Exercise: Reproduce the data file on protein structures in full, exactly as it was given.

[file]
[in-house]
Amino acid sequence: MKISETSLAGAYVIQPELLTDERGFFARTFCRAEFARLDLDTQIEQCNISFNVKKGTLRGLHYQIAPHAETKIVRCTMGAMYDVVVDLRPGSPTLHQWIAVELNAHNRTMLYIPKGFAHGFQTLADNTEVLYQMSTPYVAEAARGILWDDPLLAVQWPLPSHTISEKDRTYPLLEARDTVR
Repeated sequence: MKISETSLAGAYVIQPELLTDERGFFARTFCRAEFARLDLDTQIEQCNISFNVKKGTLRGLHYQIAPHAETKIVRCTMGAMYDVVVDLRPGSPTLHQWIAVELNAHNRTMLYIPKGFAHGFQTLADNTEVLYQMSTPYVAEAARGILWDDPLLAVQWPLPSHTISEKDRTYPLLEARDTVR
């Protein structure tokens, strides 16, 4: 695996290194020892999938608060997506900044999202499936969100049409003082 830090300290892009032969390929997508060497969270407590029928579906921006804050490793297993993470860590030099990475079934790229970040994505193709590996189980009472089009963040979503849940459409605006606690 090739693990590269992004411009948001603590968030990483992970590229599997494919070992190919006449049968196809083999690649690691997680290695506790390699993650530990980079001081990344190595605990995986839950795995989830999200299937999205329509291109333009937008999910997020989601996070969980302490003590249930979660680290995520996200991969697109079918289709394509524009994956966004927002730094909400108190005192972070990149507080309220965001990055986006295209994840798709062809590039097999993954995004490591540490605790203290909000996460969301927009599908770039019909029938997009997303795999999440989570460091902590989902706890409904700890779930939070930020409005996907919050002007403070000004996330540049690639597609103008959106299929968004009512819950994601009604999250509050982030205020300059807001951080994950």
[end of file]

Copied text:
[in-house]
Amino acid sequence: MKISETSLAGAYVIQPELLTDERGFFARTFCRAEFARLDLDTQIEQCNISFNVKKGTLRGLHYQIAPHAETKIVRCTMGAMYDVVVDLRPGSPTLHQWIAVELNAHNRTMLYIPKGFAHGFQTLADNTEVLYQMSTPYVAEAARGILWDDPLLAVQWPLPSHTISEKDRTYPLLEARDTVR
Repeated sequence: MKISETSLAGAYVIQPELLTDERGFFARTFCRAEFARLDLDTQIEQCNISFNVKKGTLRGLHYQIAPHAETKIVRCTMGAMYDVVVDLRPGSPTLHQWIAVELNAHNRTMLYIPKGFAHGFQTLADNTEVLYQMSTPYVAEAARGILWDDPLLAVQWPLPSHTISEKDRTYPLLEARDTVR
């Protein structure tokens, strides 16, 4: 695996290194020892999938608060997506900044999202499936969100049409003082 830090300290892009032969390929997508060497969270407590029928579906921006804050490793297993993470860590030099990475079934790229970040994505193709590996189980009472089009963040979503849940459409605006606690 090739693990590269992004411009948001603590968030990483992970590229599997494919070992190919006449049968196809083999690649690691997680290695506790390699993650530990980079001081990344190595605990995986839950795995989830999200299937999205329509291109333009937008999910997020989601996070969980302490003590249930979660680290995520996200991969697109079918289709394509524009994956966004927002730094909400108190005192972070990149507080309220965001990055986006295209994840798709062809590039097999993954995004490591540490605790203290909000996460969301927009599908770039019909029938997009997303795999999440989570460091902590989902706890409904700890779930939070930020409005996907919050002007403070000004996330540049690639597609103008959106299929968004009512819950994601009604999250509050982030205020300059807001951080994950």